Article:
US8630975B1  Knowledge discovery from citation networks  Google Patents
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Abstract
Description
The present application claims benefit of priority from U.S. Provisional Patent Application 61/420,059, filed Dec. 6, 2010, the entirety of which is expressly incorporated herein by reference.
This invention was made with government support under IIS0535162, IIS0812114 awarded by the National Science Foundation. The government has certain rights in the invention.
Unsupervised learning from documents is a fundamental problem in machine learning, which aims at modeling the documents and providing a meaningful description of the documents while preserving the basic statistical information about the corpus. Many learning tasks, such as organizing, clustering, classifying, or searching a collection of the documents, fall into this category. This problem becomes even more important with the existing huge repositories of text data, especially with the rapid development of Internet and digital databases, and thus receives an increasing attention recently.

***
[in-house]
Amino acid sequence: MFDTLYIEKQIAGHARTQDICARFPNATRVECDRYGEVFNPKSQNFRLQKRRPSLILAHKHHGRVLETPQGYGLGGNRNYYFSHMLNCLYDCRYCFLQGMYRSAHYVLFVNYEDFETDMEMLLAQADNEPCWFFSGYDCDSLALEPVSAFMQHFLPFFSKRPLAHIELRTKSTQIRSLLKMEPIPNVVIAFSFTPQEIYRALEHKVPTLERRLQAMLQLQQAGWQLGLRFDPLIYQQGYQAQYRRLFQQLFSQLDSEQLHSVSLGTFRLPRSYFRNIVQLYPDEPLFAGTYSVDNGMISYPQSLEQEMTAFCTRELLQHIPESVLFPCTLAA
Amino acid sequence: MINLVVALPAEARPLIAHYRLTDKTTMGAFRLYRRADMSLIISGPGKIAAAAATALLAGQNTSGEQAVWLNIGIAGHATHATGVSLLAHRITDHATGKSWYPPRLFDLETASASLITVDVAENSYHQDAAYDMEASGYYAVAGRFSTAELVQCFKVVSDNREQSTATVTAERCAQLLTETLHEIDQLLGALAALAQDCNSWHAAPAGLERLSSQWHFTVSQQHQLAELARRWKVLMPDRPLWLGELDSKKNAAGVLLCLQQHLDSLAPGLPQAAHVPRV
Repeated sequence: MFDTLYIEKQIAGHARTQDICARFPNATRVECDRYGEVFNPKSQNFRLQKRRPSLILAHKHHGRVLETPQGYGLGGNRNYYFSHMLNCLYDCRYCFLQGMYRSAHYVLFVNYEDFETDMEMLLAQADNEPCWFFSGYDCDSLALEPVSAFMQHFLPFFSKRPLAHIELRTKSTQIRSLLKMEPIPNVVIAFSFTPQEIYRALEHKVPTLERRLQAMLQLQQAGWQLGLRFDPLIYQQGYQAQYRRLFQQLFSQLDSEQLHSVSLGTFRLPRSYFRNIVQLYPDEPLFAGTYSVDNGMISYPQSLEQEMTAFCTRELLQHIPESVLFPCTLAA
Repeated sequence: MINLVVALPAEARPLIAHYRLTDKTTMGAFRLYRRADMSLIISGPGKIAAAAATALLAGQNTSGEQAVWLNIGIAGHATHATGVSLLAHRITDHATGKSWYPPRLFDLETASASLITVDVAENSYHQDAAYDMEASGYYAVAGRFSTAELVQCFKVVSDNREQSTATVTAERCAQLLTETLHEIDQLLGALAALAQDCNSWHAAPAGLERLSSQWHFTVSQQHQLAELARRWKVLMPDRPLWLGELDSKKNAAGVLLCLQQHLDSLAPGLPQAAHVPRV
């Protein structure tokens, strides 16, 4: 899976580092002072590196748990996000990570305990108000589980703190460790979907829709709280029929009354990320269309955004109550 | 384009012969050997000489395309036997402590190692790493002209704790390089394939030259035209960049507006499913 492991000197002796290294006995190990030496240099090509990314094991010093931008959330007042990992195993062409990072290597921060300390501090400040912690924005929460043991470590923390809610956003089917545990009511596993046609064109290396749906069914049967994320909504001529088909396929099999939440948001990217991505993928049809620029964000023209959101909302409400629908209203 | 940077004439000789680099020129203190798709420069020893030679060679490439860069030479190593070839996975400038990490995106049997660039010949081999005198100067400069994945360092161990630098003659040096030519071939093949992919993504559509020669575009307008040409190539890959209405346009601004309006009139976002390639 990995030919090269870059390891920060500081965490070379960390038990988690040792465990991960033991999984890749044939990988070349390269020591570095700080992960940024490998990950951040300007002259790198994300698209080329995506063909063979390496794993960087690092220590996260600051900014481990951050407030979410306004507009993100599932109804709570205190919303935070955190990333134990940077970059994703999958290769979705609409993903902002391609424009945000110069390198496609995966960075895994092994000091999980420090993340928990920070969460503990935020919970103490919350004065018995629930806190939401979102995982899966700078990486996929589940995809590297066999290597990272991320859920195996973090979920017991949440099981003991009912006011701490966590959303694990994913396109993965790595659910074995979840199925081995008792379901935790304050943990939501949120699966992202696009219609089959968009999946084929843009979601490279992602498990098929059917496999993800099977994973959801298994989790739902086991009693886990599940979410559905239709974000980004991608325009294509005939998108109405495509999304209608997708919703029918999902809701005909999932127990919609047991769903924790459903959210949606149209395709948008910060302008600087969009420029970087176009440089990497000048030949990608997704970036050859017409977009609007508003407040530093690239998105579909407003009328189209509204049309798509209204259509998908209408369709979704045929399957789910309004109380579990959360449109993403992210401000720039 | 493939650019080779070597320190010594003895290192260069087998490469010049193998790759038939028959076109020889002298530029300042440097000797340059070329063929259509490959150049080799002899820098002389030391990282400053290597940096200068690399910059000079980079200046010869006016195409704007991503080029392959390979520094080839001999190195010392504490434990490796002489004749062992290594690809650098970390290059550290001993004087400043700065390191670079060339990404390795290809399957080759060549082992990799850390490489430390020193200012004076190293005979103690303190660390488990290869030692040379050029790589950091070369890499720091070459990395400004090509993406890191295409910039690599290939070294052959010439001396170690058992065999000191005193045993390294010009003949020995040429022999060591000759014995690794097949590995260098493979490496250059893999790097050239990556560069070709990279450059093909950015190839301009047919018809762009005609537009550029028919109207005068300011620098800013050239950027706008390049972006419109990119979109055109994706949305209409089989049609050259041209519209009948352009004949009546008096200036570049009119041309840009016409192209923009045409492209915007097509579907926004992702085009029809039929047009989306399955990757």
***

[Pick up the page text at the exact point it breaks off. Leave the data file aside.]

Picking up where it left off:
There has been comprehensive research on the unsupervised learning from a corpus and the latent topic models play a central role among the existing methods. The topic models extract the latent topics from the corpus and therefore represent the documents in the new latent semantic space. This new latent semantic space bridges the gap between the documents and words and thus enables the efficient processing of the corpus such as browsing, clustering, and visualization.
One of the learning tasks which play central roles in the data mining field is to understand the content of a corpus such that one can efficiently store, organize, and visualize the documents. Moreover, it is essential in developing the humanmachine interface in an information processing system to improve user experiences. This problem has received more and more attentions recently since huge repositories of documents are made available by the development of the Internet and digital databases and analyzing such largescale corpora is a challenging research area. Among the numerous approaches on the knowledge discovery from documents, the latent topic models play an important role. The topic models extract latent topics from the corpus and the documents have new representations in the new latent semantic space. This new latent semantic space bridges the gap between the documents and the words and thus enables efficient processing of the corpus such as browsing, clustering, and visualization. Probabilistic Latent Semantic Indexing (PLSI) [T. Hofmann, “Probabilistic latent semantic indexing,” in SIGIR, 1999, pp. 5057.] and Latent Dirichlet Allocation (LDA) [D. M. Blei, A. Y. Ng, and M. I. Jordan, “Latent dirichlet allocation,” in Journal of Machine Learning Research, 2003, pp. 9931022.] are two wellknown topic models.